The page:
How the HOPE Scholarship Works

HOPE in Other States

In 1997, President Clinton signed into law a federal Hope Credit that took its name from Georgia's scholarship program, but was a different form of financial aid. The federal program was a tax credit intended to help all students, and it didn't require a minimum GPA. In 2009, this program was modified so it could be made available to a wider range of people and was renamed the American Opportunity Tax Credit. It gives students' families a tax credit of up to $2,500, as long as their modified adjusted gross incomes aren't above $80,000 ($160,000 for married couples) [source: IRS].

After seeing the success of the Georgia HOPE Scholarship, other states began to offer similar awards. Some, like Georgia's, are financed by state-run lotteries. Most are merit-based and require a minimum GPA. Here are just a few examples:

  • Florida Bright Futures Scholarship Program. Like Georgia HOPE Scholarships, these awards are funded by the state lottery. The Florida Academic Scholars Award covers full tuition at a state college, or aid at a private university equal to the tuition at a comparable public institution. Qualifications are relatively tough: a 3.5 GPA in high school and 75 hours of approved community service. The Florida Merit Scholars Award requires a 3.0 GPA, but covers only 75 percent of tuition. The Florida Gold Seal Vocational Scholars Award is similar to the Florida Merit Scholars award, but is for vocational students [source: FDE].
  • Tennessee HOPE Scholarships: The state provides up to $4,000 a year for students attending a public or private in-state college. Students must have a 3.0 GPA, a score of 21 on the ACT or a combined score of 980 on the SAT [source: TSAC].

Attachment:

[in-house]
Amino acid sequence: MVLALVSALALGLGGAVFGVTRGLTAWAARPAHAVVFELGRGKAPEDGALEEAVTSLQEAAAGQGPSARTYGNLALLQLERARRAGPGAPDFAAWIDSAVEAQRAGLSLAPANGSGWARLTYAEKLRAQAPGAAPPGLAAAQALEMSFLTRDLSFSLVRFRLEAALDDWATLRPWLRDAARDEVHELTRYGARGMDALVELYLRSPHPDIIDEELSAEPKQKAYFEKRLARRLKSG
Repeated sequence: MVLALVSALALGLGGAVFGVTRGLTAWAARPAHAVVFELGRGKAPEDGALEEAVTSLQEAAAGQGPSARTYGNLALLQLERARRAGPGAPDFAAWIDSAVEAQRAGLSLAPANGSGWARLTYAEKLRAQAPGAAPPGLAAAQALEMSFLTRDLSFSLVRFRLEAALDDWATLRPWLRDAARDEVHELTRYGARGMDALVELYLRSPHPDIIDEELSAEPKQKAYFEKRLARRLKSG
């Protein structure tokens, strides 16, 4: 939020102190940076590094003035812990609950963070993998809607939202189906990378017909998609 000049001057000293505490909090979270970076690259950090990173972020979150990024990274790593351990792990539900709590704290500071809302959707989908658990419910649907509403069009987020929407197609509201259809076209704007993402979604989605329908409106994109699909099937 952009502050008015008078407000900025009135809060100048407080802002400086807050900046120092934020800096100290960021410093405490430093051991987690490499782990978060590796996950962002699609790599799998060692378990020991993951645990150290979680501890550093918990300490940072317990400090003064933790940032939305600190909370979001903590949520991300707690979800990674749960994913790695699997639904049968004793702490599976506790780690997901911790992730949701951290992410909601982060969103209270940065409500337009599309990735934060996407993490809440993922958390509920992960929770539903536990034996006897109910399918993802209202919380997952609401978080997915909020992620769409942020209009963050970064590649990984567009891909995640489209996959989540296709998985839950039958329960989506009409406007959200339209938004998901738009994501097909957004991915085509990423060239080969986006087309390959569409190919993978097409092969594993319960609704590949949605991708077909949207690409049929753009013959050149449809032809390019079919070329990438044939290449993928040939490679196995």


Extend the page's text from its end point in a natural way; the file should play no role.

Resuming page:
• New Mexico Legislative Lottery Scholarship:This program is open to all New Mexico high school graduates attending an eligible public college in the state. To qualify, a student must attain a 2.5 GPA in his or her first semester in college. The scholarship covers tuition only and is available for eight semesters [source: NMHED].
  • West Virginia PROMISE awards:A merit scholarship like the Georgia plan, PROMISE requires a 3.0 GPA in high school and certain minimum ACT or SAT test scores. This scholarship provides tuition and mandatory fees or $4,750 a year (whichever is less) at a West Virginia public or private college. It is renewable for eight semesters [source: WVHEPC].

And that's just the tip of the iceberg. A number of other U.S. states -- including Kentucky, Louisiana and South Carolina -- offer similar scholarships to local high school graduates who attend in-state colleges. However, not all states that adopted HOPE-type scholarships have continued their programs. Maryland, for example, cancelled its HOPE Scholarship in 2004 and tough economic times prompted Michigan to drop its PROMISE Scholarship program in October 2009.

As the cost of tuition -- even at public schools -- has risen significantly in recent decades, students are scouring every possible source of aid to pay for their educations. HOPE Scholarships are an important resource in states where they are available, and one you will not want to overlook if you're looking forward to college.

Keep reading for more information about the HOPE Scholarship and other sources of financial aid.

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